The Stranger's Child
- Pan Macmillan
- Publication Date:
- 24 May 2012
- Modern & Contemporary
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Brilliant Perceptive and nuanced writing. I like the way you have to work out at the beginning of each section what has happened in the interim– not what you might have expected, and with various false leads thrown in. In danger of rather too many characters to keep tack of.
This is a stunningly good book about the way the silence surrounding homosexual practices in certain eras and more particularly, the vagaries of memory and the instability of personality render biography writing other than the mere recitation of dates essentailly impossible. As a Rupert Brooke-obsessed youngster, I was baffled by the biographies then available and their occasional dark hints at something nasty in the woodshed, which turned out to be homosexuality, or bi-sexuality, and girlfriend's possible abortions, etc.. All this had been carefully expunged from the manufactured image of Brooke fostered by his grieving mother and friends -well, it was 'the love that dares not speak its name' then, and definitely not to be talked of with the Ranee, as Brooke called his mother. In Hollinghurst's novel, his more second-rate Great War poet, Cecil, calls his mother, the General. He calls girlfriends 'child', as Brooke did. He keeps quiet about his homosexual affairs. There are other similarities, but Hollingshurst is careful to remind us constantly that Cecil was a much more second-rate poet, younger than Brooke whom he knew slightly at university. Holroyd and his biography of Lytton Strachey – that back-breaking, wildly exciting book that broke open the secrets of the Bloomsberries – also figure, and the biographer in Hollinghurst's book, Paul, is suggestive of Holroyd. The book is very cleverly structured. It begins with scenes from Cecil's life showing that interpretations of his most famous poem are based on frequently false assumptions – even Cecil himself may had problems stating unequivocally that the poem was 'about' this or that person, and then constantly shifts focus amongst those who were connected with Cecil and those who are feeding off the appetite for knowledge on 'the life' in a way that allows us to see how misunderstandings multiply inevitably. Certain phrases resonated: 'Paul already knew that information was a form of property – people who had it liked to protect it'; 'He was asking for memories, too young himself to know that memories were only memories of memories'; and, most tellingly, 'And the rest is biography,' said Rob with a wise grin. The biographer's own agendas, his/her unconscious agendas, those of the people they interview, false memories, adjusted memories, the annoyance at finding oneself in old age valued merely as the possible repository of an anecdote of someone who may have been important to you 60 years ago but you could now barely remember, the frustration of the priceless papers that vanish, the houses that seem so stable and permanent – like memory – and then turn into schools, shops, flats and are knocked down. What do we know of ourselves? And yet our ceaseless appetite for every scrap of information we can find on favourite writers, and our ability to make that information prove whatever we want it to. Holllinghurst also nails the basically voyeuristic nature of this obsessiveness need to know, even -especially? - on the part of academics. Absolutely fascinating and thought-provoking.
What a sumptuous feast. We move in this book through five distinct periods of time with the work and life of a second-rate fictional poet Cecil Valance running through as the thread that links them together. As ever Hollinghurst's writing is superb and makes you stop and re-read sentences simply to savour his skill. However, this books is very different from his earlier work with far less sex and far more dialogue. The storyline also seems much more complex and has elements of the thriller running through it - will they find they lost letters or missing parts of the poem?I loved the Forster-esque opening section and in my mind the "Two Acres" of this book became synonymous with "Windy Corner" the home of the Honeychurch family where they are visited by another Cecil who also rather looks down on their suburban home. The third section which introduces to us Paul Bryant the young provincial bank clerk soon to be Cecil's biographer is also very enjoyable but I confess that I found the fourth section where Bryant is writing his book about Cecil V rather tedious. The reader already knows most of the secrets but we have to watch on the sidelines as Bryant is frustrated at nearly every turn from finding out the truth.As ever Hollinghurst creates very real, complex characters complete with all the conflicting positive and negative aspects you'd expect from real humanity. There are no heroes and you come away liking characters while suspecting their motives and understanding their behaviour while wishing it were otherwise.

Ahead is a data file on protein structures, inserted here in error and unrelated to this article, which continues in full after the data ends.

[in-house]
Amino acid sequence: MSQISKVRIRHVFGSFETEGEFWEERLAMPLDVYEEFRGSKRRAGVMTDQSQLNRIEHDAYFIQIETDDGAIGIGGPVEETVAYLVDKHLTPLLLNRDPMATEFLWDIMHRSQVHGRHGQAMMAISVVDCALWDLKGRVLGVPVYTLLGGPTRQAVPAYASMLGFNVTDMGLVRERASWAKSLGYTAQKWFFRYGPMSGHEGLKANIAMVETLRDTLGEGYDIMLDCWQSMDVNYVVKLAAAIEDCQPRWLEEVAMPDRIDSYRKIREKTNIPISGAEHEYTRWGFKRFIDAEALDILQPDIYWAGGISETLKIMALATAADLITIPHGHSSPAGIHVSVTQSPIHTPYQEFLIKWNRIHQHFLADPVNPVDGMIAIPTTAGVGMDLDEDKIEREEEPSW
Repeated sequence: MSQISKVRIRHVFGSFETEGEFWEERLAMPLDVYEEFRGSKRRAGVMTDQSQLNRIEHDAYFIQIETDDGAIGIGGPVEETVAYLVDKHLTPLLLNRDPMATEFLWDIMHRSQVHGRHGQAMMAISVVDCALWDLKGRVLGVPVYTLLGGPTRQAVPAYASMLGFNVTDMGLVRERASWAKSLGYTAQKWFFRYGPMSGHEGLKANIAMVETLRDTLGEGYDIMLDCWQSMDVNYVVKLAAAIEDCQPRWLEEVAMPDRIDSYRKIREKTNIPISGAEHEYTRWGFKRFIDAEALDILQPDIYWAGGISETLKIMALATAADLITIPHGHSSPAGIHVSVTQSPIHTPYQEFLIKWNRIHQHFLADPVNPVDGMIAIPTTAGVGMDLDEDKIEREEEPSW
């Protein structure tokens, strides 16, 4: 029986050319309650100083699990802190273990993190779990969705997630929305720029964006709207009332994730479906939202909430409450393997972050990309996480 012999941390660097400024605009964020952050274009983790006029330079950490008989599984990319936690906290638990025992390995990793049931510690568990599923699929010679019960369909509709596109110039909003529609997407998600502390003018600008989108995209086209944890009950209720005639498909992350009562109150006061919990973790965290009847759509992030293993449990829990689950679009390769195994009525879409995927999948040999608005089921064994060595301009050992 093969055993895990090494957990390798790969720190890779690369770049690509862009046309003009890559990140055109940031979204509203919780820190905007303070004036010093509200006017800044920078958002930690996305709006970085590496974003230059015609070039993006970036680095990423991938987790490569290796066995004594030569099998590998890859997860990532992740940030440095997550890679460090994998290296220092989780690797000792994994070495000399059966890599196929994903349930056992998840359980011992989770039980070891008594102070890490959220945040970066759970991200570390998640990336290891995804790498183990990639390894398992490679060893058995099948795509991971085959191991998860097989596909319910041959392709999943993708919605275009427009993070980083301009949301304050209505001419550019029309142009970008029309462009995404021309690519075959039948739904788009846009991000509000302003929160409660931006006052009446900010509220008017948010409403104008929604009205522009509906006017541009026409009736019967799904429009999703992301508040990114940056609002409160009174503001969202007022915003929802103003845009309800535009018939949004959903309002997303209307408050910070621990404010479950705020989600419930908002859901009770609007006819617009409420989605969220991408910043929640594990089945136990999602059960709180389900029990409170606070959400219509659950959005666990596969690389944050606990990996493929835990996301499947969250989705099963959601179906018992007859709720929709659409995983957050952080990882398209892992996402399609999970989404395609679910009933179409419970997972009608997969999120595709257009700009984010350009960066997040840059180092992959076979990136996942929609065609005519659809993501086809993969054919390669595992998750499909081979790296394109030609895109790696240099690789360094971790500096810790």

This is yet another lyrical book from Hollinghurst. He is particularly good at representing the allure of closed circles to outsiders. Those circles can be social, as we see in the third part of this book, when middle-class Paul finds himself in the charmed circle of Mrs Jacobs and her family. They can also be circles of friendship or love, like the relationship between Cecil and George at the beginning of the book, of which innocent Daphne wants so much to be a part. Hollinghurst's broader theme here is the persistence of memory. He explores the way that the past can overpower the present and drain life of its savour; the relationship of biographer to biographee; and the efforts to which people go, to ensure that their view becomes the canonical view.It all centres on Cecil Valance, a talented young poet who spends a few days in 1916 staying with George Sawle, a university friend. Flirting harmlessly with his friend's sister Daphne (while simultaneously carrying on a much more serious flirtation with George), Cecil writes a long poem in her autograph book. When he is killed in action in the First World War, his family promotes and celebrates his talent. The poem in Daphne's book is published and becomes recognised as his greatest work; and Daphne herself gradually becomes inseparable from, and oppressed by, her youthful love affair. We dip into the story five times over the course of several decades, witnessing the meteoric rise of Cecil's fame. Hollinghurst charts the misfortunes of posthumous reputation: Cecil's poetry gradually loses its popularity but his private life comes in for ever greater scrutiny and research. In the course of the book we meet several people who write books about Cecil, ranging from his proud, tormented brother who wants only to escape from his shadow, to the young researcher who is determined to dig up 'the truth', no matter what the emotional cost to Cecil's friends and family. I thoroughly enjoyed the first section of the book, because I'm a sucker for Brideshead Revisited and The Go-Between and Atonement and all those stories of country houses lingering on the brink of, or between, the wars. I was also interested to see Hollinghurst giving such a key role to a female character - Daphne is the rock around which all else swirls and eddies - when he has traditionally focused so strongly on gay male relationships. But... As the book went on, it steadily became clear that virtually all of Hollinghurst's male characters are either openly gay or struggling towards the door of the closet. Now, in itself I have no issue with this (I've enjoyed Hollinghurst's other books), but as he decided to give strong roles to a couple of women in "The Stranger's Child", I felt sorry that he only really seemed to be interested in the romantic dynamics between his male characters. (To be fair to Hollinghurst, he did throw in a curveball of sexual equality by giving one of his female characters a brief Sapphic moment.) However, do you know what would have made me genuinely happy about this book? I would have liked to see that just one of his heterosexual couples was happy. All of them seemed to be in loveless, passionless matches where there was no spark or affection between the partners - the men distant and troubled, the women aloof, intellectual and frustrated. The only people who really fall in love or enjoy themselves in Hollinghurst's worlds, it seems, are the gay men. And, while I admire the elegance of his writing and the cleverness of the concept in this book, that void remains at the emotional centre of his work. It may just be me. And I remain an admirer of his writing and will read his next book too, if only to see where he goes next.